By Jessica Weber
Reading Time: about 7 minutes
Many businesses opt to use Infrastructure-as-a-Service (IaaS), particularly for cloud storage, backup, and disaster recovery, to improve upon their existing storage options while controlling costs. The scalability and flexibility of the cloud has a lot to do with these cost-saving measures; many companies pay very little upfront to access a wide variety of storage options, and scale those options up or down as their demand shifts.
In fact, there are many reasons that IaaS offerings have broad appeal – businesses see the value in low capital investments, paying as they go, anywhere access, and tight security. Unlike many in-house options, using cloud services means that the burden of IT development and upkeep is on the cloud provider, not the primary business. The IT staff at the cloud company take care of the routine and maintenance tasks associated with storage and backup. This allows organizations to focus on other areas within their business services, while still having a reliable way to safeguard their information.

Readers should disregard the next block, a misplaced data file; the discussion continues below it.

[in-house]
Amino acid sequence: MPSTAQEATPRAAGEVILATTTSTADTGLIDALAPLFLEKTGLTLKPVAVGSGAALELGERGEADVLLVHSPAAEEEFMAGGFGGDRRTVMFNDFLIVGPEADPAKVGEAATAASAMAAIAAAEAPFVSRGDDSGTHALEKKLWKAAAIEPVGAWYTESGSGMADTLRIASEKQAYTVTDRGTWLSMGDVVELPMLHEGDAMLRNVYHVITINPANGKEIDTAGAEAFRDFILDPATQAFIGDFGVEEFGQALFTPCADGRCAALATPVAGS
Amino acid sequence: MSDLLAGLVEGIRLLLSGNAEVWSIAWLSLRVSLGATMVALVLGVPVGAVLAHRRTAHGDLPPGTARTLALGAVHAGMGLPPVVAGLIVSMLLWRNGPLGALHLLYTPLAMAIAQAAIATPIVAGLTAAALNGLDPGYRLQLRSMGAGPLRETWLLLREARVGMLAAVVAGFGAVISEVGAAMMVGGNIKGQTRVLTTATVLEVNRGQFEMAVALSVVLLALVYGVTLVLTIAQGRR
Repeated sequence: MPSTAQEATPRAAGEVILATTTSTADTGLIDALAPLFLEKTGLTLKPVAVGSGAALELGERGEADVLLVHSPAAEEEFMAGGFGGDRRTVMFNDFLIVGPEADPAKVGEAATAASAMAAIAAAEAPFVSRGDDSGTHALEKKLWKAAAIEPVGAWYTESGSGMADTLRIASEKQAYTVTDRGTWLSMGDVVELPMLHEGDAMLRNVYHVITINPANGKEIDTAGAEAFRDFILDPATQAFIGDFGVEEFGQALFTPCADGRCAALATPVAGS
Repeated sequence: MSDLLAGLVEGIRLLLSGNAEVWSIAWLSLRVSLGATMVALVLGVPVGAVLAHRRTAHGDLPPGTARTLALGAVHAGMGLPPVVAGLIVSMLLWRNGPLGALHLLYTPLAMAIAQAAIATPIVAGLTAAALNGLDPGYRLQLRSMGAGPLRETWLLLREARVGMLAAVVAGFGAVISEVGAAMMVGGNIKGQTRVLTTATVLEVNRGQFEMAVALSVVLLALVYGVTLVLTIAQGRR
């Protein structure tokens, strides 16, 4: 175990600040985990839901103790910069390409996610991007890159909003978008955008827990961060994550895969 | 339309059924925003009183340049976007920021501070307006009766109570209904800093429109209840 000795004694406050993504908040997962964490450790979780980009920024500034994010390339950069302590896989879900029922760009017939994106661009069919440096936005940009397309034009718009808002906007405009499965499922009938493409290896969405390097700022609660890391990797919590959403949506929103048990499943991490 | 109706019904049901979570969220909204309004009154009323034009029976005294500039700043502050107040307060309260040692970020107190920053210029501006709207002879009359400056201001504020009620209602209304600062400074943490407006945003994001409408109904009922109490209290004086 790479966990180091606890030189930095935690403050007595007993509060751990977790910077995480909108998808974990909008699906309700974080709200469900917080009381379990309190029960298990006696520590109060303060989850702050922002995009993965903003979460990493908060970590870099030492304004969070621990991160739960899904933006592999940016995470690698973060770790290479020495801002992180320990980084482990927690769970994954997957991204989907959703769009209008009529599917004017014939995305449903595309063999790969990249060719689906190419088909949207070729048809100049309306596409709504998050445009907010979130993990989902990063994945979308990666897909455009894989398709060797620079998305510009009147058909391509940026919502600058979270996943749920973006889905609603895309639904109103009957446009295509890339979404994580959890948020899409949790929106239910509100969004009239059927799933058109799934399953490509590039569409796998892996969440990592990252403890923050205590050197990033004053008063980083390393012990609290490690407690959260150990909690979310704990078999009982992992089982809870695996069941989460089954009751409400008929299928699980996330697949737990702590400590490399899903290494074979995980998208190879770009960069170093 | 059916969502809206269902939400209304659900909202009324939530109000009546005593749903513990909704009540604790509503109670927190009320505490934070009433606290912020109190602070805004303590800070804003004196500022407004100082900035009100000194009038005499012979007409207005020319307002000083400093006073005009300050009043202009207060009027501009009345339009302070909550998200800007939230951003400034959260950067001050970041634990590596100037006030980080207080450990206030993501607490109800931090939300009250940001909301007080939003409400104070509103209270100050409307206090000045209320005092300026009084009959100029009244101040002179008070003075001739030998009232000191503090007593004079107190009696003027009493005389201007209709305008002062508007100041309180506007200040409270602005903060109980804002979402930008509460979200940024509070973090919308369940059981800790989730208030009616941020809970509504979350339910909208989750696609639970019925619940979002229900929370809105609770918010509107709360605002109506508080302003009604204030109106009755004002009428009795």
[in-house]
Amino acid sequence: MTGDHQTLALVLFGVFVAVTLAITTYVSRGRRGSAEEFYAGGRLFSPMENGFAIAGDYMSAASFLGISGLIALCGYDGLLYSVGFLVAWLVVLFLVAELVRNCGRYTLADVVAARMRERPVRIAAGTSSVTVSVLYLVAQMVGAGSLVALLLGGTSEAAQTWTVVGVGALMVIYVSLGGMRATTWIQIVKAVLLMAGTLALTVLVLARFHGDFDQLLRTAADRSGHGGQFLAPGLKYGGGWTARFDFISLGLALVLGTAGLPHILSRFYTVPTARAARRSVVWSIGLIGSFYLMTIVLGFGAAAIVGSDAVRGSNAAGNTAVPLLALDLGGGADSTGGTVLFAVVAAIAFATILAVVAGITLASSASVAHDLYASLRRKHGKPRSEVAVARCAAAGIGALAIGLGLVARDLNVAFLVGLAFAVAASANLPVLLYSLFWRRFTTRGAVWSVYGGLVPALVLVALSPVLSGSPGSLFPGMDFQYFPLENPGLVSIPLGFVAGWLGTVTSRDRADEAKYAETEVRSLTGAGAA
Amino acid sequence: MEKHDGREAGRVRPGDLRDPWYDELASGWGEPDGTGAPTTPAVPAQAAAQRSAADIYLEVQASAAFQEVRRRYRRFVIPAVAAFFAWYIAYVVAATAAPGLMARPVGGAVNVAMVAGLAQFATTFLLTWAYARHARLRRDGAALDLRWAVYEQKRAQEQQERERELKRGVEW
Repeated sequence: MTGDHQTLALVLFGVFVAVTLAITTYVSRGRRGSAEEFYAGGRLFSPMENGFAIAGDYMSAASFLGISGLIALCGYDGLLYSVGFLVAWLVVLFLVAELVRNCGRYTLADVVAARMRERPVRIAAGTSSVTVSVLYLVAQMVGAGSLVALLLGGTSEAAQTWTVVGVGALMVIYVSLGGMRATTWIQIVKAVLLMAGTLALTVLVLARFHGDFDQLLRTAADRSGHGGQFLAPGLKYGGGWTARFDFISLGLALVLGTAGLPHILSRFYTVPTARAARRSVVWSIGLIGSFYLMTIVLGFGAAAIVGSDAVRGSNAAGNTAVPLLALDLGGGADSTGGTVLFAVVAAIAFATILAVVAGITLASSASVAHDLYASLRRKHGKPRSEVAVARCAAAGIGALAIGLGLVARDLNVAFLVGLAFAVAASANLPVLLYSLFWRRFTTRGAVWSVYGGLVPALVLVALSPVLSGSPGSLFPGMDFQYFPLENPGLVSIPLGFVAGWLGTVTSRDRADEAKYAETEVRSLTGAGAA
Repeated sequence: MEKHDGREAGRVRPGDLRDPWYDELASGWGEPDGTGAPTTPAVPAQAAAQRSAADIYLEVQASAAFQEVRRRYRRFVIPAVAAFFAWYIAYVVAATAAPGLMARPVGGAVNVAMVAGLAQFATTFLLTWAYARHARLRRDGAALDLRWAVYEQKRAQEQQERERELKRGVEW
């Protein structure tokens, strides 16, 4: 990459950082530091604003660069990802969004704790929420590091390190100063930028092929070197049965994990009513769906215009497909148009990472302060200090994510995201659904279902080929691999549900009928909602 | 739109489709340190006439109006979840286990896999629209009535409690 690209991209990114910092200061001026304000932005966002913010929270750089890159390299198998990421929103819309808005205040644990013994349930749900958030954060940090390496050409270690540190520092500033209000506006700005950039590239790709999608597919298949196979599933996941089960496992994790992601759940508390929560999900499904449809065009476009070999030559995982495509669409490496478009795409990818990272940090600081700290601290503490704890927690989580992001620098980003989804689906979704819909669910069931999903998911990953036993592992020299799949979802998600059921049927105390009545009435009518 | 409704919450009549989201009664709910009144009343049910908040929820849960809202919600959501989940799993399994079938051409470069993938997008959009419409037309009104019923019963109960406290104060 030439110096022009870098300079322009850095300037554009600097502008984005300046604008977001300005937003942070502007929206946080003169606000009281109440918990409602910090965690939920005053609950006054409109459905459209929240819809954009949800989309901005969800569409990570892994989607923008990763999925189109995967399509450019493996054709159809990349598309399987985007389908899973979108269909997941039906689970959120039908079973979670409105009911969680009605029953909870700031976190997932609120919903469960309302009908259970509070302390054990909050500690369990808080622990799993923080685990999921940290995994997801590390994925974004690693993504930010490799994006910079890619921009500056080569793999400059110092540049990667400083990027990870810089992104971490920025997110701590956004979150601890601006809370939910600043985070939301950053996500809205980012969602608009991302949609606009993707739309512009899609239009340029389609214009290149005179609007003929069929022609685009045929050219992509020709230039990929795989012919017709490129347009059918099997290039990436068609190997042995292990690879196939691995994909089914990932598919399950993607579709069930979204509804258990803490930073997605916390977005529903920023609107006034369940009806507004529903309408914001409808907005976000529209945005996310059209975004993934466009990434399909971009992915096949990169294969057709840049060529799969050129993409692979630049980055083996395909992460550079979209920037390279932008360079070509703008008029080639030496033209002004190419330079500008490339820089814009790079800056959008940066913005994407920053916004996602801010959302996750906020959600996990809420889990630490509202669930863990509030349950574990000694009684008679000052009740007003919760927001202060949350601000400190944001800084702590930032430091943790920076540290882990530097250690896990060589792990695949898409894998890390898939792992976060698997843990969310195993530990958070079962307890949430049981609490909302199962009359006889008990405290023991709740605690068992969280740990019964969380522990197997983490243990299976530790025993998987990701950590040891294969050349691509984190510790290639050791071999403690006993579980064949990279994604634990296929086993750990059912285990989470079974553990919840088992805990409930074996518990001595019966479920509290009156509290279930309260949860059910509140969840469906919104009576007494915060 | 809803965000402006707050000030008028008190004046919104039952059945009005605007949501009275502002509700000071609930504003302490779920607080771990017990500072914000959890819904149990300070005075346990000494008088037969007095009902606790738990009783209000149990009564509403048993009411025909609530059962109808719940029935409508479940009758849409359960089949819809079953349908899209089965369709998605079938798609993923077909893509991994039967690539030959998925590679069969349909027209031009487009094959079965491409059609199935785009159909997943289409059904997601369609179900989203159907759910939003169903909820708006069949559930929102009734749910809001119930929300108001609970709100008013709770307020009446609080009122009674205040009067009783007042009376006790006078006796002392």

Data Protection Defined
Developing a data protection strategy for your organization primarily means thinking about how your critical data would survive a complete failure of some kind. One of the most important decisions your business can...